Filipino Diaspora Donors in Chicago, June 2009

Filipino Diaspora Donors in Chicago, June 2009

Welcome to my blog! I will be writing about 99 personal stories of the growing philanthropy of diaspora donors in the US and around the world to their homeland countries and how they are making a difference.

Diaspora Donors: A Definition

Diaspora donors? Who are they anyway? The term diaspora refers to a population that shares a common ethnic identity that were forced to leave or left voluntarily and became residents far from their homeland (Wikipedia).  Diaspora donors are communities of individuals, residing and working outside their country of origin who give generously to their country of origin or homeland. Diaspora donors could include recent immigrants and refugees, second or even third generation Americans who give to various philanthropic efforts to their homeland countries.

Diaspora giving DO NOT include the remittances immigrants and refugees send regularly to their families and relatives as personal gifts or to support their family’s basic necessities.  Diaspora giving encompasses philanthropic giving that benefit the community at large which include the gamut of international projects from providing health and education assistance to large-scale community and infrastructure projects.

Remittances and donations are expected to decrease slightly but continue to be steady despite the recent economic meltdown  The Economist article thinks this is great news!

Diaspora Donors – Will They Matter?

So why do these donations really matter? Will they really make a difference? Will they ultimately affect people’s lives in their homeland countries and reduce the economic ‘push’ to migrate? Yes, I think so.

Diaspora Donations – The New Development Mantra

I proclaim that diaspora donations are the newest ‘development mantra’ among institutions like the World Bank, governments and  international development nongovernmental organizations. Diaspora donations can make a difference if steered correctly, nourished and supported over the years.

Global Coalition for Humanitarian Efforts

I’m the new Executive Director of the Global Coalition for Humanitarian Efforts-Philippines, a coalition of 48 individual donors and organizations that donate to the Philippines. We also want to share best practices, resources and capacity building among diaspora donors around the world. We want to forge alliances, build networks among diaspora donors,  promote capacity building and provide matching funds. Why would anyone want to ‘recreate the wheel’?  The lessons of donating to the Philippines can be shared among other diaspora donors around the world.

A Blog of 99 Personal Stories

This blog is about 99 personal stories: 1) the success stories of everyday people contributing and making a difference; 2) the heartbreaking stories of donations that went awry; and 3) the heartfelt stories of people giving from the heart to help someone locally in their new adopted country and in their native homeland.

Diaspora donors are both connected here and there. They give both locally and globally; they are the new ‘transnationals’.

So throw out the old notion that immigrants need to be ‘American’ or ‘British’ or ‘Australian’, adopt their native countries’ culture and throw out their old customs, language and culture. This is the 21st century, folks! The new paradigm is that immigrants are equally connected HERE and THERE. It’s called transnationalism.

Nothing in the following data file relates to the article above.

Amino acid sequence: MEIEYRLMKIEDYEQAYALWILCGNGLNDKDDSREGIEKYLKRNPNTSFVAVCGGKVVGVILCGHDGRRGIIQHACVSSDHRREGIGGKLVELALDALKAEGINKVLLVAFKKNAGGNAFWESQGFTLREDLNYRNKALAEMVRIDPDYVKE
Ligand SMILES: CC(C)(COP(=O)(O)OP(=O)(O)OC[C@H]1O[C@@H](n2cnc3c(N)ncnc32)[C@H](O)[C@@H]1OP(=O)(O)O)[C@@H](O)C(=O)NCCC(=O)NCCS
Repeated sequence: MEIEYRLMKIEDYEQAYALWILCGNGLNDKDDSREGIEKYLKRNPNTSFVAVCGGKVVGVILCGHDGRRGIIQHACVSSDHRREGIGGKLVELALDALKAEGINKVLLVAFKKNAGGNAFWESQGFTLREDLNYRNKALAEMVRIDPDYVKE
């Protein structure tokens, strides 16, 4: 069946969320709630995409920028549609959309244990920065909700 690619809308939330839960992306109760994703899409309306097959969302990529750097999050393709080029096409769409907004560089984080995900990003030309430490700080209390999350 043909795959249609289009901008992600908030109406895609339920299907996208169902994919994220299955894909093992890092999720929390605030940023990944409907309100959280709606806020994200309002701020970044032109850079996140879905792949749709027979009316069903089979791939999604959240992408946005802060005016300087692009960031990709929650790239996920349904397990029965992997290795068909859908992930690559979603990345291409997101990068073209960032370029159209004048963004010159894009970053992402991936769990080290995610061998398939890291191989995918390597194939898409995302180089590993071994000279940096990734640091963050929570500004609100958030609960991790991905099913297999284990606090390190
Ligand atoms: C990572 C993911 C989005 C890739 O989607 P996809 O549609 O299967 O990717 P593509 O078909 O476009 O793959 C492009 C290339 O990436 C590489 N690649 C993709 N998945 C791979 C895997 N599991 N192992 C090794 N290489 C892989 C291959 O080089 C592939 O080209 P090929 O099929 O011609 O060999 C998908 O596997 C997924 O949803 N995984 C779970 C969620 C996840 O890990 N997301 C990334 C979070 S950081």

So I hope you’ll read these wonderful, heartfelt stories of giving from everyday people, making a difference in their local neighborhoods and halfway around the world. Welcome to my blog, Global Grassroots Giving!

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About daleasis

President of the Bayanihan Foundation Worldwide
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4 Responses to Welcome!

  1. Will says:

    I’m glad to see you’re taking on this topic. It’s so important for everyone to see the connections we all have around the world. I’m looking forward to your stories.

  2. Dien Yuen says:

    Dale! I am so excited for you! Welcome to the blog world. We look forward to reading those wonderful stories.

  3. Anna Chen says:

    Your definition of diaspora donors is completely nonsensical and taken out of context. How can an immigrant, especially of the second or third generation, be considered someone who has experienced a diaspora? You clearly do not know what a ‘diaspora’ is and it’s offensive to think that you are creating an organization that deals with issues you do not understand. People are interested in substance, not stories.

    • dasis1118 says:

      Hello Anna,

      My definition of diaspora comes from this source (Merz, B. J., Chen, L. C., Geithner, P. F., & Global Equity Initiative. (2007). Diasporas and development. Cambridge, Mass.: Published by Global Equity Initiative, Asia Center, Harvard University : Distributed by Harvard University Press).

      Please also check the academic article on Diasporas published by the American Anthropological Association that refer to Jewish, Greek and Armenian diaspora dispersion that goes on for generations (Clifford, J. (1994). Diasporas. Cultural Anthropology, 9(3, Further Inflections: Toward Ethnographies of the Future), 302-338).

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